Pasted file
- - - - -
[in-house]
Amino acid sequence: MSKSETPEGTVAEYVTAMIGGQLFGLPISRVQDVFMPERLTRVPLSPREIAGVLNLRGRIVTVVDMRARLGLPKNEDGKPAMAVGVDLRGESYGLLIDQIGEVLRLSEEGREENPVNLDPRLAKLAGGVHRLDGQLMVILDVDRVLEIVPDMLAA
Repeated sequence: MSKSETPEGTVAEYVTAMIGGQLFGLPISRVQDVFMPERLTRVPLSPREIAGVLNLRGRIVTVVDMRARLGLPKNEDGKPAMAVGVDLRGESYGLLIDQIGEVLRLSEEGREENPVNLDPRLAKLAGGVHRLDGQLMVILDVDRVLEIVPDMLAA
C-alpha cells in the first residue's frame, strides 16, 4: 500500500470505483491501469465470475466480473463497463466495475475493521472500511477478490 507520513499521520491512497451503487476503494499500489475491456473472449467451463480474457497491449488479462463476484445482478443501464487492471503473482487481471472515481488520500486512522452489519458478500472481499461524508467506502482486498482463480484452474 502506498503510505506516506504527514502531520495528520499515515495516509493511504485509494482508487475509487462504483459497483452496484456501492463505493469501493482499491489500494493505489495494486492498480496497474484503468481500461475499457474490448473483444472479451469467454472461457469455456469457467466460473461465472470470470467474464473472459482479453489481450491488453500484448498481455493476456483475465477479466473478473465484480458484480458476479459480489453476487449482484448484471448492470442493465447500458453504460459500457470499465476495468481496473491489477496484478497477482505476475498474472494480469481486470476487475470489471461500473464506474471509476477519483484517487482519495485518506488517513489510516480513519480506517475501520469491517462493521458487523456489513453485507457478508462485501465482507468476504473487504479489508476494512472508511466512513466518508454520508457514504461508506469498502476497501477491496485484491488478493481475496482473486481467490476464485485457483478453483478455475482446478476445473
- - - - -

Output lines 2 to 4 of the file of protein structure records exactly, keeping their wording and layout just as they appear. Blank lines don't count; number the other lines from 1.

Amino acid sequence: MSKSETPEGTVAEYVTAMIGGQLFGLPISRVQDVFMPERLTRVPLSPREIAGVLNLRGRIVTVVDMRARLGLPKNEDGKPAMAVGVDLRGESYGLLIDQIGEVLRLSEEGREENPVNLDPRLAKLAGGVHRLDGQLMVILDVDRVLEIVPDMLAA
Repeated sequence: MSKSETPEGTVAEYVTAMIGGQLFGLPISRVQDVFMPERLTRVPLSPREIAGVLNLRGRIVTVVDMRARLGLPKNEDGKPAMAVGVDLRGESYGLLIDQIGEVLRLSEEGREENPVNLDPRLAKLAGGVHRLDGQLMVILDVDRVLEIVPDMLAA
C-alpha cells in the first residue's frame, strides 16, 4: 500500500470505483491501469465470475466480473463497463466495475475493521472500511477478490 507520513499521520491512497451503487476503494499500489475491456473472449467451463480474457497491449488479462463476484445482478443501464487492471503473482487481471472515481488520500486512522452489519458478500472481499461524508467506502482486498482463480484452474 502506498503510505506516506504527514502531520495528520499515515495516509493511504485509494482508487475509487462504483459497483452496484456501492463505493469501493482499491489500494493505489495494486492498480496497474484503468481500461475499457474490448473483444472479451469467454472461457469455456469457467466460473461465472470470470467474464473472459482479453489481450491488453500484448498481455493476456483475465477479466473478473465484480458484480458476479459480489453476487449482484448484471448492470442493465447500458453504460459500457470499465476495468481496473491489477496484478497477482505476475498474472494480469481486470476487475470489471461500473464506474471509476477519483484517487482519495485518506488517513489510516480513519480506517475501520469491517462493521458487523456489513453485507457478508462485501465482507468476504473487504479489508476494512472508511466512513466518508454520508457514504461508506469498502476497501477491496485484491488478493481475496482473486481467490476464485485457483478453483478455475482446478476445473